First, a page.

Divorce & Kids: Disaster or Transition?

Recently, several readers have asked if I’ve written anything on children and divorce. A few years back, I did this interview with my friend and associate Dr. Stanton Samenow, author of the now classic (and recently revised) Inside the Criminal Mind as well as his book on divorce, In the Best Interest of the Child: How to Protect Your Child from the Pain of Your Divorce.

Dr. Samenow (who wrote the foreward to my own book, Bad Therapy Good Therapy: And How to Tell the Difference), has appeared on numerous television shows including 60 Minutes, the Today Show and Good Morning America; was appointed in 1987 by President Ronald Reagan to a White House Task Force on crime; served as the expert witness in the infamous Washington DC sniper case (in 2002); and in more recent years has provided expert testimony for family courts in difficult divorce cases.

Here’s the written transcript of our discussion about the impact of divorce on children.


Dr. Hurd: You are well known as an expert on criminal psychology. Why did you decide to write a book about protecting one’s child from the pain of divorce?

Dr. Samenow: Through my criminal work, I became known to judges and attorneys. A judge asked me to look into a case that had a criminal aspect. Child custody was at issue. Thus, in 1984, my work in the child custody area began and has grown since. To my surprise, I found that some of the thinking patterns of criminals were also evident in parents who, while proclaiming to love their children, deployed battle strategies to fight each other—victimizing the child in the process.

Dr. Hurd: Is divorce psychologically harmful to children?

Dr. Samenow: We cannot know for certain whether divorce has long-term harmful effects on a child. The answer has to be that it is different for different boys and girls. I have seen some children weather a horrible divorce and continue to be productive, mentally healthy, and happy. I have also seen the opposite. It is not just the environment of a person that is critical, but also how he or she chooses to deal with it.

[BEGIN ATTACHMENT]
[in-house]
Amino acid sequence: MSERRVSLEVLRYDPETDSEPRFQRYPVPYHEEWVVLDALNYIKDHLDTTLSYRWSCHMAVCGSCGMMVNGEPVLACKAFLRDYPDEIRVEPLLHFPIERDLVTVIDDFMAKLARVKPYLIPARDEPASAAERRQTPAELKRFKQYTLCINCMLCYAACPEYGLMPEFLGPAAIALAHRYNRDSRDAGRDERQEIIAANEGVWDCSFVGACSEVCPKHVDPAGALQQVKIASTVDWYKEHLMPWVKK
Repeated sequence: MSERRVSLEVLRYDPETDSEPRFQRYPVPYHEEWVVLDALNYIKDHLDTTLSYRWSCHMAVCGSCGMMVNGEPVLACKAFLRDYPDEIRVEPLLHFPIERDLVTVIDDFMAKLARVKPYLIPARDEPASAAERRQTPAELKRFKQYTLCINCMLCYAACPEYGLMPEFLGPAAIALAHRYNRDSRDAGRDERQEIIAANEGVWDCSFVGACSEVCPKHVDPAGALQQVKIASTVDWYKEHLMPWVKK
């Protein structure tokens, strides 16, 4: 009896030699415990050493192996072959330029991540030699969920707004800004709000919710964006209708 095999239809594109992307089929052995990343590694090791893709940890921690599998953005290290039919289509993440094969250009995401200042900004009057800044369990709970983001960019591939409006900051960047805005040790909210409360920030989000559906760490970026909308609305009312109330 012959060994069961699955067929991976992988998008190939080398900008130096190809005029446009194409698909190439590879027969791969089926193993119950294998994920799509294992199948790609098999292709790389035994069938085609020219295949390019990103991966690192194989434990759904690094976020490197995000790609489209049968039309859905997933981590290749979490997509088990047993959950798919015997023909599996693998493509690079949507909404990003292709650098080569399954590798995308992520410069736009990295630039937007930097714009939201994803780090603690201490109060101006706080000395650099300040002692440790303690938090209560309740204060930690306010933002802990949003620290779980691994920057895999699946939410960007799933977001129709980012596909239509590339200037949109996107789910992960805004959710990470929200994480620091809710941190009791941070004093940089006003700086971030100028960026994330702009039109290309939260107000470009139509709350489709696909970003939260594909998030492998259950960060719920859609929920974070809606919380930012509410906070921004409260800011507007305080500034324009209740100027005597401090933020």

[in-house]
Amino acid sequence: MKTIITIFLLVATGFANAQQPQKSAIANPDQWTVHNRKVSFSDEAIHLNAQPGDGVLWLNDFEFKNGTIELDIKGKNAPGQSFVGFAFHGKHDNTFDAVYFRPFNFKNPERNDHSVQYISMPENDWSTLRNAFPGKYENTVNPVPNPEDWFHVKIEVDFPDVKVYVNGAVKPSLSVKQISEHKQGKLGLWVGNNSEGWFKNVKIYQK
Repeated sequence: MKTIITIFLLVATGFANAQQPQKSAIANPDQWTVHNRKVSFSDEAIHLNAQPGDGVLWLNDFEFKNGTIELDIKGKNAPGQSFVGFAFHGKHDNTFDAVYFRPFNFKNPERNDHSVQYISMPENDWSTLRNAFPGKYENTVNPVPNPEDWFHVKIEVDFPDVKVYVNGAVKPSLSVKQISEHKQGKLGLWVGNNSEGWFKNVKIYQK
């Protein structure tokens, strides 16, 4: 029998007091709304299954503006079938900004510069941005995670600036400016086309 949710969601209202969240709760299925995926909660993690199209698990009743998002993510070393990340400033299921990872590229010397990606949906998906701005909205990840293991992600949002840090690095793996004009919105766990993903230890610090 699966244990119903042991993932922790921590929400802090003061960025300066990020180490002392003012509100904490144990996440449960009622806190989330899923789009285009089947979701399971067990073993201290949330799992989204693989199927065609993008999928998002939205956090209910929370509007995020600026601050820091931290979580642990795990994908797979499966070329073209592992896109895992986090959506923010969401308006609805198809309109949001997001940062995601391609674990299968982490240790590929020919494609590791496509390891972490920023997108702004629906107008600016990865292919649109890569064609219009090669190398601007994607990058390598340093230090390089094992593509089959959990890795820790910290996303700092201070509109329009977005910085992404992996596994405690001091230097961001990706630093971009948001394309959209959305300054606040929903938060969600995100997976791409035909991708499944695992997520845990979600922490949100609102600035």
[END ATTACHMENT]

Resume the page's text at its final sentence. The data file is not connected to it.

If parents handle their separation and divorce amicably, children invariably benefit. They suffer loss in any event—the loss of their family as they know it. However, in very adversarial cases, they may suffer more losses. In the worst instance, they may totally lose a parent who is forced out of their lives by the other.

Dr. Hurd: Why are so many parents irrational during divorce?

Dr. Samenow: Divorce is extremely stressful for all members of the family. It is difficult for parents to go through a separation from the person with whom they thought they would spend their lives. It feels like a personal failure. There is enormous fear of what life alone will be like as a single parent. Will they ever find someone else? Are they still attractive, lovable? The financial situation may worsen.

Life is just plain tough. It is hard to remain “rational” when a parent is experiencing a mixture of intense emotions—fear, anger, depression.

Parents are often so caught up in meeting their own needs during separation and divorce that they lose sight of what their children are going through. Because of this, they may use their children as confidantes. They may be so focused on fulfilling their own agendas with their spouse (soon to be ex-spouse) that the child becomes a pawn. This is not out of malice, but out of insensitivity and self-centeredness. If parents think about what their child is experiencing, they may curb some of their own extreme behavior and make life better for everyone.

Dr. Hurd: Briefly, what are “controlling” and “impaired” parents?

Dr. Samenow: Controllers are parents who seek to control just for the sake of control. Their self-image is bound up in remaining in charge, prevailing in any situation. During divorce proceedings, they aim to “win.” Obtaining custody may be seen as akin to winning a trophy—besting the other side. Impaired parents are men and women who are suffering from a mental illness that affects decision-making. Often they do not recognize their impairment, whether it be extreme emotionality, addiction, or even psychosis. They may not be fit to function as custodial parents without receiving professional help.

Dr. Hurd: With impaired parents, how do we distinguish between their poor choices/poor thinking versus their “mental illness?” And to what extent do we hold them responsible, if at all?

Dr. Samenow: People are held responsible to address their impairment, to try to improve their functioning to be responsible parents. Some deny they are impaired. The court must consider the degree of impairment in deciding how much contact and the quality of the contact they will have with their children. I agree that there is sometimes a debatable line between a greatly irresponsible choice and mental illness.

Dr. Hurd: Describe typical “toxic patterns” in divorce and separation.

Dr. Samenow: Toxic patterns are those which affect the child adversely. Children usually do not want to choose between their parents. They want both in their lives, and they want life to continue as it has. Sometimes, even years after a divorce, the fantasy remains of family reunification. Some of the toxic patterns that I have seen include: tearing one parent down in front of the child; forcing the child to compartmentalize his life so that he must live in two different worlds, never discussing his life with one parent with the other; using instruments of communication (phone, FAX, e-mail) as weapons rather than a means to transmit information; discussing adult issues with children who cannot understand or handle them.